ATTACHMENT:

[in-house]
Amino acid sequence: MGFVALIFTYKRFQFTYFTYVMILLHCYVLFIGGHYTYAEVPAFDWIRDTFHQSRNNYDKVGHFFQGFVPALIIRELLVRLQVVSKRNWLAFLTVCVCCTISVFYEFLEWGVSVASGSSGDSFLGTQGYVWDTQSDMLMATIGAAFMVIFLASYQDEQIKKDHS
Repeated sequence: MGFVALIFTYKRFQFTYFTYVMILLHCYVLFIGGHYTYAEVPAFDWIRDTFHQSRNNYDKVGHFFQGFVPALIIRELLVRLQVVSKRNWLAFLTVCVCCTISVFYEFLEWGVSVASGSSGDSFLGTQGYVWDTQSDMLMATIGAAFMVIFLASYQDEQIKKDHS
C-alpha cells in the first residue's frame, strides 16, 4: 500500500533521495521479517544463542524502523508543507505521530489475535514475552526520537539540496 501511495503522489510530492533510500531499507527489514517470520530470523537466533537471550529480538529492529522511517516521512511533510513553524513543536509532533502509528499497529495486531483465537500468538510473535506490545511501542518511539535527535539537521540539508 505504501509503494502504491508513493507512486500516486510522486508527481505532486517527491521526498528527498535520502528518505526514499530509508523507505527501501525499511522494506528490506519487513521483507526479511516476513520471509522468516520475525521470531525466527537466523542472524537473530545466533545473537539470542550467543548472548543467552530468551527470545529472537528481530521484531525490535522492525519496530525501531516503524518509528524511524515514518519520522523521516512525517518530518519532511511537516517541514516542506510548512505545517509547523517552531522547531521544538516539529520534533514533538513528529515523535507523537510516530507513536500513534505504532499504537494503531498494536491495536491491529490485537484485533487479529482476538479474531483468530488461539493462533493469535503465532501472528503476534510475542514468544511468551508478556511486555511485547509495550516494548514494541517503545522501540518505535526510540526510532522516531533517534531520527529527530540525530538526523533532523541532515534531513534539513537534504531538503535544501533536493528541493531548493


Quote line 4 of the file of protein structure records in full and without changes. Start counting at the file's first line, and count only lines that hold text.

C-alpha cells in the first residue's frame, strides 16, 4: 500500500533521495521479517544463542524502523508543507505521530489475535514475552526520537539540496 501511495503522489510530492533510500531499507527489514517470520530470523537466533537471550529480538529492529522511517516521512511533510513553524513543536509532533502509528499497529495486531483465537500468538510473535506490545511501542518511539535527535539537521540539508 505504501509503494502504491508513493507512486500516486510522486508527481505532486517527491521526498528527498535520502528518505526514499530509508523507505527501501525499511522494506528490506519487513521483507526479511516476513520471509522468516520475525521470531525466527537466523542472524537473530545466533545473537539470542550467543548472548543467552530468551527470545529472537528481530521484531525490535522492525519496530525501531516503524518509528524511524515514518519520522523521516512525517518530518519532511511537516517541514516542506510548512505545517509547523517552531522547531521544538516539529520534533514533538513528529515523535507523537510516530507513536500513534505504532499504537494503531498494536491495536491491529490485537484485533487479529482476538479474531483468530488461539493462533493469535503465532501472528503476534510475542514468544511468551508478556511486555511485547509495550516494548514494541517503545522501540518505535526510540526510532522516531533517534531520527529527530540525530538526523533532523541532515534531513534539513537534504531538503535544501533536493528541493531548493